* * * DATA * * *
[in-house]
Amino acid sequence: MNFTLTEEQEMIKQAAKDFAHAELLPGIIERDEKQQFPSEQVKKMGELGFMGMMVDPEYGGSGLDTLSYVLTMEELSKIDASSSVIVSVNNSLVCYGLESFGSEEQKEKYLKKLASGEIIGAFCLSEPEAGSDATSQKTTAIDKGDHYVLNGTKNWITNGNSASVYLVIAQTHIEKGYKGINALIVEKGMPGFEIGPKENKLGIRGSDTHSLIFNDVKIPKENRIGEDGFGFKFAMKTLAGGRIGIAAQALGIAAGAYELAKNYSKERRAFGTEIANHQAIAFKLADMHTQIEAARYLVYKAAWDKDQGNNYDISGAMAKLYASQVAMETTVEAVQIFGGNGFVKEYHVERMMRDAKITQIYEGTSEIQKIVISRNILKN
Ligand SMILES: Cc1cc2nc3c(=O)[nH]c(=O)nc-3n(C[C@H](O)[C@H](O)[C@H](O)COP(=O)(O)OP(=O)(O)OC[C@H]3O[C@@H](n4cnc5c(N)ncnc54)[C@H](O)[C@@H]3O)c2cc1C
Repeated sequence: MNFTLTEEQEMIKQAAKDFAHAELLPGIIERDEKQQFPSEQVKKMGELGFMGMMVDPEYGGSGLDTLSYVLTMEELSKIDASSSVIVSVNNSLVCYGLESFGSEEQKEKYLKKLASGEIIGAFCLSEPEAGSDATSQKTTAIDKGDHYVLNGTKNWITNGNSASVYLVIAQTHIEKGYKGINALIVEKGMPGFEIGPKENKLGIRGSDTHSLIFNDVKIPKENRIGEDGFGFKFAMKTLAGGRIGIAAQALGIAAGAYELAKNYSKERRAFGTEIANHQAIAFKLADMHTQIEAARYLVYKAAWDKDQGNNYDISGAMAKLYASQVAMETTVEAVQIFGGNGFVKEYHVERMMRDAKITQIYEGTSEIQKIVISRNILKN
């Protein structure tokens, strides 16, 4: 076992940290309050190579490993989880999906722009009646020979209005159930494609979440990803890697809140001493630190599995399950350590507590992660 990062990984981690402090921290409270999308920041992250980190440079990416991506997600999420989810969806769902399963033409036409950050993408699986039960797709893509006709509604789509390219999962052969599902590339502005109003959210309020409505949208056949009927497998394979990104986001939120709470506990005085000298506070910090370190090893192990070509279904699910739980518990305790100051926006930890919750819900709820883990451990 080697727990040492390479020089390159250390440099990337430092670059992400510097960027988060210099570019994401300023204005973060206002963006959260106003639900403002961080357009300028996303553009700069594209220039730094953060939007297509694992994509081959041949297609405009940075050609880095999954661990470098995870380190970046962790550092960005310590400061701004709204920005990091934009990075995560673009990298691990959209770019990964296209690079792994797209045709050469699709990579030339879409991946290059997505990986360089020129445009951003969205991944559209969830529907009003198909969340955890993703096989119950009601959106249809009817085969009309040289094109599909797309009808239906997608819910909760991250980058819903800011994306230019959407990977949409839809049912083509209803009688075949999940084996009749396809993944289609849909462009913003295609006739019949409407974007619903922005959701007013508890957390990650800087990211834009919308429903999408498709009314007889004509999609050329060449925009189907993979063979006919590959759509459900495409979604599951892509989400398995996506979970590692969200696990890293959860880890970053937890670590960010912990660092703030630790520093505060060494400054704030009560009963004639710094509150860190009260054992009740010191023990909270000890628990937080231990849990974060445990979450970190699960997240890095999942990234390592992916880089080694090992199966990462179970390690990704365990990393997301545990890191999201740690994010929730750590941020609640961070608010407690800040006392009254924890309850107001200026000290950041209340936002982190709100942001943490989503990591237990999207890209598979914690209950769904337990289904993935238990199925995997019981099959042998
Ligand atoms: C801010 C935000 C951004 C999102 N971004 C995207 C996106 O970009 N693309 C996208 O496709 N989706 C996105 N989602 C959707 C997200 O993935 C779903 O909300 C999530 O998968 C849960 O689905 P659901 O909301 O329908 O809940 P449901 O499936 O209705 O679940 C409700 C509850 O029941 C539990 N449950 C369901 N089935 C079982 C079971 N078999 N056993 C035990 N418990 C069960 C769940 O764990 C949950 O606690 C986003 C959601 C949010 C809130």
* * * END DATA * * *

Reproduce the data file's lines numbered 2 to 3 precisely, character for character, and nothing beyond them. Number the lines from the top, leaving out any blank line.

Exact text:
Amino acid sequence: MNFTLTEEQEMIKQAAKDFAHAELLPGIIERDEKQQFPSEQVKKMGELGFMGMMVDPEYGGSGLDTLSYVLTMEELSKIDASSSVIVSVNNSLVCYGLESFGSEEQKEKYLKKLASGEIIGAFCLSEPEAGSDATSQKTTAIDKGDHYVLNGTKNWITNGNSASVYLVIAQTHIEKGYKGINALIVEKGMPGFEIGPKENKLGIRGSDTHSLIFNDVKIPKENRIGEDGFGFKFAMKTLAGGRIGIAAQALGIAAGAYELAKNYSKERRAFGTEIANHQAIAFKLADMHTQIEAARYLVYKAAWDKDQGNNYDISGAMAKLYASQVAMETTVEAVQIFGGNGFVKEYHVERMMRDAKITQIYEGTSEIQKIVISRNILKN
Ligand SMILES: Cc1cc2nc3c(=O)[nH]c(=O)nc-3n(C[C@H](O)[C@H](O)[C@H](O)COP(=O)(O)OP(=O)(O)OC[C@H]3O[C@@H](n4cnc5c(N)ncnc54)[C@H](O)[C@@H]3O)c2cc1C